This week, Prime Minister Justin Trudeau said airlines are in a precarious position right now. WestJet, Air Canada and Porter have cancelled hundreds of flights, suspended service and laid off thousands of employees.

“We need to … ensure that Canadians are treated fairly and our industry remains there for when our economy picks up again,” Trudeau said in his daily news conference. He also noted that the government needs to have “some very careful discussions with airlines.”

Responding to the PM’s statement, Lukacs tells CityNews “ensuring viability of the airlines is first and foremost the shareholders’ and corporate creditors’ responsibility,” adding: “Making passengers hold the bag is tantamount to socializing losses while privatizing profits. It is wrong at many levels.”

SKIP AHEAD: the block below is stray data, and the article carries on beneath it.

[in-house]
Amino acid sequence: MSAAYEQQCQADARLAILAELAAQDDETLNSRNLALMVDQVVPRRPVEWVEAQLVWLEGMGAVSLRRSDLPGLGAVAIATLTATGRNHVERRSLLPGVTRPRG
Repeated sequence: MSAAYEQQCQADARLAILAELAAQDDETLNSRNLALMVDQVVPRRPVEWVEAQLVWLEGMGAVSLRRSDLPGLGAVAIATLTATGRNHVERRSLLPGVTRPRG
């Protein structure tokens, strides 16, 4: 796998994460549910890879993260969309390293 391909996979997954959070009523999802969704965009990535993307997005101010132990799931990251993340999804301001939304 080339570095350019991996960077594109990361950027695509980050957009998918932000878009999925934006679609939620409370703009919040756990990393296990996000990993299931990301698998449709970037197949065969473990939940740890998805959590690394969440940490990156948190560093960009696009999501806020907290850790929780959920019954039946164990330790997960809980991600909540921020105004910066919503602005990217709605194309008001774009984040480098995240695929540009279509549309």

The decision notes frustrated customers can still lodge formal complaints about their treatment by airlines with the CTA. But – those who want a quick decision are out of luck.

The court’s final ruling will determine whether the statement is permanently removed. It will also address the airline advocacy group’s argument that the Canadian Transportation Agency showed a pro-airline bias in its statement.

Air Passenger Rights alleges such a bias would taint the agency’s handling of customers’ complaints. The court has so far ruled that it’s not been proven that members of the CTA’s complaints ruling team are biased, on the basis of one unsigned statement.

Complaint decisions and passenger protections suspended